Report says hundreds of state legislators have joined far-right Facebook groups

That includes 27 Michigan lawmakers, per the study

By: - May 18, 2022 2:30 pm

An attendee wears a “Three Percenters” patch (far-right, anti-government militia group) to a right-wing rally calling for a so-called “audit” of the 2020 election at the Michigan Capitol, Feb. 8, 2022 | Laina G. Stebbins

Updated, 7:49 a.m., 5/19/22

More than one in five Republican state lawmakers across the country have joined at least one far-right Facebook group, according to a new report.

Together the lawmakers sponsored 963 bills during the most recent legislative sessions, said the group that wrote the report, which describes the far-right efforts as anti-human rights.

The Institute for Research and Education on Human Rights, a think tank that defends democracy and human rights, identified 875 lawmakers who have joined at least one of 789 Facebook groups, including white nationalist groups, groups tied to QAnon, groups that spout conspiracy theories about COVID-19, and others that promote former president Donald Trump’s “Big Lie” that voter fraud cost him the 2020 election.

The institute’s report, titled Breaching the Mainstream, lists all of the legislators identified as being part of far-right Facebook groups and detailed their legislative impact.

“We knew we had a problem on our hands, but we hadn’t been able to quantify the depths of it,” said Devin Burghart, president and executive director of the institute. “This was a first attempt on our part to wrap our heads around it, and it was pretty striking in terms of the various pipelines that have opened up to pump disinformation and far-right ideas into legislatures.”

The legislators who have joined far-right groups made up 21.74% of all Republican legislators and 0.09% of all Democratic state legislators in the 2021 and 2022 legislative sessions, according to the report.

More than 75% of the legislators in far-right Facebook groups identify as male, while 24.45% identify as female. Nationally, 31.2% of all legislative seats are currently held by women.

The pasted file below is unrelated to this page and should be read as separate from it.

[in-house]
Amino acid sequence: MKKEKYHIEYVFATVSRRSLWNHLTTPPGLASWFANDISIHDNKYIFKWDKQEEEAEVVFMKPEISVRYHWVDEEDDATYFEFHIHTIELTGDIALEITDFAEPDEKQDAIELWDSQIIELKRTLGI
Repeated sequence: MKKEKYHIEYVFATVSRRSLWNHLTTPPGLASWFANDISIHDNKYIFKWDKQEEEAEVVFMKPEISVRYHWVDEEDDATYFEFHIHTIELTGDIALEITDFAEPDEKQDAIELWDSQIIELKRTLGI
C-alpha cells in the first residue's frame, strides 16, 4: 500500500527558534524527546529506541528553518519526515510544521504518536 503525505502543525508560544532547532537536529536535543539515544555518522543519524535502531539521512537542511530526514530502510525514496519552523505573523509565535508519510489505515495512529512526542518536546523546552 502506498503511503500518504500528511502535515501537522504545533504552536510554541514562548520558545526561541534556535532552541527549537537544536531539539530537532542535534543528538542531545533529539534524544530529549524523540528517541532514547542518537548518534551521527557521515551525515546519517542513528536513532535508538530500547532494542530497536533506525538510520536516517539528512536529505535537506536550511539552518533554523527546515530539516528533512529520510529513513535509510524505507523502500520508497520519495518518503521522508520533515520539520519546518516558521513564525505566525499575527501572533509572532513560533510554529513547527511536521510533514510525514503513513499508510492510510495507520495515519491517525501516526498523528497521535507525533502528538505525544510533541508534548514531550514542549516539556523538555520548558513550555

The report found 27 Michigan lawmakers participated in far-right groups.

David Reinert holds up a large “Q” sign while waiting in line to see President Donald J. Trump at his rally on August 2, 2018 at the Mohegan Sun Arena at Casey Plaza in Wilkes Barre, Pennsylvania. “Q” represents QAnon, a conspiracy theory group that has been seen at recent rallies. | Rick Loomis/Getty Images

While the legislators in far-right groups come from all 50 states, some states are represented more than others. The representation is highest in New Hampshire (62), followed by Pennsylvania (40), Minnesota (39), Missouri (36), Montana (34), Maine (34), Georgia (32), Washington (30) and Maryland (27), according to the report.

The state lawmakers are also spread out in all regions of the country. Currently, 221 of them represent districts in the Midwest, 191 in the Northeast, 264 in the South and 200 in the West.

“It’s a nationwide phenomenon,” Burghart said. “Far too often, people think of this activity as being relegated to the deep South or the Pacific Northwest, but there are legislators in all 50 states who have joined these different far-right Facebook groups.”

Many of the legislators identified have been at the forefront of pushing anti-democracy and anti-human rights bills, according to the report.

The lawmakers identified have supported far-right legislation including “Don’t say gay” proposals and bills targeting the teaching of critical race theory in schools. They’ve proposed bills attacking women’s reproductive rights, immigrants and the LGBTQIA community, the report noted.

“There was a very high level of support and sponsorship of bills coming from this cluster of legislators that we’d identified,” Burghart said.

Correction: An earlier version of this article misstated the proportion of state lawmakers who have joined at least one far-right Facebook group. The report’s authors in an overview also misstated the number of Arizona legislators who joined such groups. 

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Kira Lerner
Kira Lerner

Kira Lerner is the democracy reporter for States Newsroom where she covers voting, elections, redistricting, and efforts to subvert democracy. Before joining States Newsroom, Kira was managing editor of Votebeat, a pop-up newsroom launched to cover election administration and voting before and after the 2020 election. She has also covered voting rights, criminal justice, and civil rights issues for outlets including The Appeal and ThinkProgress. Her work has appeared in the Washington Post, the Guardian, Slate, and Talking Points Memo, among other outlets. Kira has a bachelor’s degree from Northwestern University’s Medill School of Journalism and is a native of the Washington, D.C. area.

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